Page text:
Figure 13-4. The Grub2 bootloader menu

The Grub 2 boot menu shows the different kernel versions that are available. After software updates have been installed, you normally will see a few kernel version, which allows you to select an older version, or a troubleshooting kernel in case you have problems starting the default kernel. From the Grub 2 boot loader menu, you can press the e key on a highlighted item. This opens the screen that you can see in Figure 13-5, where kernel boot options can be specified. To do this, find the line that starts with the text Linux and add the boot parameters to the end of the line.

Figure 13-5. Specifying kernel boot options

In the example from figure 13-4 you can see that many arguments are provided on the line that starts with linux16. You’ll also notice that different Linux distributions are using different options. In this case for instance the options rhgb and quiet are used to indicate that the system should not show any startup messages. If you rather do want to see startup messages, you can remove these options from this line.

Also, you can add specific kernel options to this line. If your machine fails to start for instance, you can add the argument to enter rescue mode. This brings you in a minimal mode where you can repair settings on your system. Notice that all changes you’re making from here are once only. To start with the modified kernel arguments, use the Ctrl-X key stroke.

If you want to make changes to the GRUB 2 boot loader permanent, you should include them in the file /etc/default/grub. In this file you’ll find a line GRUB_CMDLINE that contains all kernel arguments that are used when booting. You can add to or remove from this line as required. After making modifications, you need to write the changes to the Grub 2 configuration. You can do so using grub2-mkconfig -o /boot/grub2/grub.cfg. Notice that you should never write to the /boot/grub2/grub.cfg file directly, as all modifications to it will be overwritten if the kernel or the Grub 2 software are updated.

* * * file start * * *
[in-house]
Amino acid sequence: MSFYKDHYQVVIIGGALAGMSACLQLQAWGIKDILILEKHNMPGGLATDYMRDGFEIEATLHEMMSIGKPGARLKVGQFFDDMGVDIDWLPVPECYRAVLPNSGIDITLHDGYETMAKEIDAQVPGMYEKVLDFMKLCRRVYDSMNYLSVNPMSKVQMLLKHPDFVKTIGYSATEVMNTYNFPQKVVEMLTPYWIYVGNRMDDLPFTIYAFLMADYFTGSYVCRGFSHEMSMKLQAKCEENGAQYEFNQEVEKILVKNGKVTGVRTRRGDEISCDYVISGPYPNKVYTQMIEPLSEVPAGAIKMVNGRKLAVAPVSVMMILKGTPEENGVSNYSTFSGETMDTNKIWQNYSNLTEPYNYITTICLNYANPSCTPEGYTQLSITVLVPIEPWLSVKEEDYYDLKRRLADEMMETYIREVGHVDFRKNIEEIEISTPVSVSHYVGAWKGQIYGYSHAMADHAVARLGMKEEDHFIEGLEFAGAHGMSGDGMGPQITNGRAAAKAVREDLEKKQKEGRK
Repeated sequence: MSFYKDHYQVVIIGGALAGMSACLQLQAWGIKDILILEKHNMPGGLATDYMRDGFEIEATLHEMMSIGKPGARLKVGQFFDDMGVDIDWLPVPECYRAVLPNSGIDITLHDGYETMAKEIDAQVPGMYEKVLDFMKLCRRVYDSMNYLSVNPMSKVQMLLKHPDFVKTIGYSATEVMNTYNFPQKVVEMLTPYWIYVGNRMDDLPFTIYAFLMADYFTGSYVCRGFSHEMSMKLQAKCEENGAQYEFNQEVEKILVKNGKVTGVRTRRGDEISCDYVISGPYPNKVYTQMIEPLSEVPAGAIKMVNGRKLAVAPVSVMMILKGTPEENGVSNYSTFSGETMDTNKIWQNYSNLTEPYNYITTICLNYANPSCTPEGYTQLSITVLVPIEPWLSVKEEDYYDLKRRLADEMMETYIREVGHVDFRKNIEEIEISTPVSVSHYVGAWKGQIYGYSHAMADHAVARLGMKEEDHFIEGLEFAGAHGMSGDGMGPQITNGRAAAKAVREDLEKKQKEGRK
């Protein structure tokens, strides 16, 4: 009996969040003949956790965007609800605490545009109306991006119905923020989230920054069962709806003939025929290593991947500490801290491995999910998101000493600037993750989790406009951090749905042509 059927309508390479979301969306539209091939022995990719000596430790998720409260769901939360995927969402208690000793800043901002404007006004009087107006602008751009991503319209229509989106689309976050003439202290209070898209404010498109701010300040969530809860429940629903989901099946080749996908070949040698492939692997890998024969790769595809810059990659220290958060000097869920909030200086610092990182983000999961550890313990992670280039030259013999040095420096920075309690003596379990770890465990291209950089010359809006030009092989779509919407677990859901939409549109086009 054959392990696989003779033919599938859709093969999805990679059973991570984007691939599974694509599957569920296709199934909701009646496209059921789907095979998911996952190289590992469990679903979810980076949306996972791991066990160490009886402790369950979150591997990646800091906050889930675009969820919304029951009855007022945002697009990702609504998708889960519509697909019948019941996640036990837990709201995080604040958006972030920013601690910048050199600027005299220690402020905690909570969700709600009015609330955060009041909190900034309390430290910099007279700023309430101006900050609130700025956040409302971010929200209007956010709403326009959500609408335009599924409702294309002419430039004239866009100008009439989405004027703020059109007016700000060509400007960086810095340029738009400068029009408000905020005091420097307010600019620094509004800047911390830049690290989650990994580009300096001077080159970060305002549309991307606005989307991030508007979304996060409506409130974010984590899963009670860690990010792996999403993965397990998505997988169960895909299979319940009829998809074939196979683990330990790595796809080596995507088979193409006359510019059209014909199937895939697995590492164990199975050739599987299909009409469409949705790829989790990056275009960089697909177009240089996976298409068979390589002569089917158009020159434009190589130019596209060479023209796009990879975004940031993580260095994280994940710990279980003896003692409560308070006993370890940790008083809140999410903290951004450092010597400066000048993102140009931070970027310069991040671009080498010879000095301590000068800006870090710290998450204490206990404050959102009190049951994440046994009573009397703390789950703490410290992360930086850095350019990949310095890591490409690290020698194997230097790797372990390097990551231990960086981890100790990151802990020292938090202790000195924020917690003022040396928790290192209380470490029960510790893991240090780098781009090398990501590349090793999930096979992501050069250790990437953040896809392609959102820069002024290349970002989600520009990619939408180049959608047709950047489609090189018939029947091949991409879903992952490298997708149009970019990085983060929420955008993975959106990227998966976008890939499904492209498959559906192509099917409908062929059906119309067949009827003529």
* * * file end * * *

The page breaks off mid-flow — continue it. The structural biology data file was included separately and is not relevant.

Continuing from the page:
In this exercise you’ll learn how to enter rescue mode.

1. Use echo b > /proc/sysrq-trigger to reset your system. By writing a b to this file, you’re giving the system a hard reset.

2. When the Grub 2 boot menu appears, select the default kernel entry and press e to open the edit mode.

3. Find the line that starts linux16 and move your cursor to the end of this line. Add the text

4. Use the Ctrl-x key stroke to boot your system with these options. After logging in as root, you’ll be in a minimal troubleshooting mode.

5. To enter a normal operational mode from troubleshooting mode, type systemctl isolate This starts the normal multi-user mode on your system. Alternatively, you can type reboot to reboot your system.


In this chapter, you have learned how to work with the kernel. You’ve read how to manage ker- nel modules, as well as how to change kernel parameters. The following commands have been covered in this chapter:

· modprobe: Allows you to load and unload kernel modules

· modinfo: Provides information about kernel modules

· lsmod: Lists loaded modules

· insmod: Allows you to load kernel modules (legacy command)

· rmmod: Removes currently loaded modules from memory (legacy command)

· depmod: Creates the modules.dep configuration file, which makes sure that module dependencies are loaded automatically

· gcc: Refers to the GNU C compiler, used to convert source files into program files

· make: Works with the Makefile to make compiling software easier

· sysctl: Allows you to load kernel parameters while booting

· grub2-mkconfig: Writes changes from the /etc/default/grub file to the Grub 2 boot loader configuration.

In the next and final chapter of this book, you will read how to create shell scripts.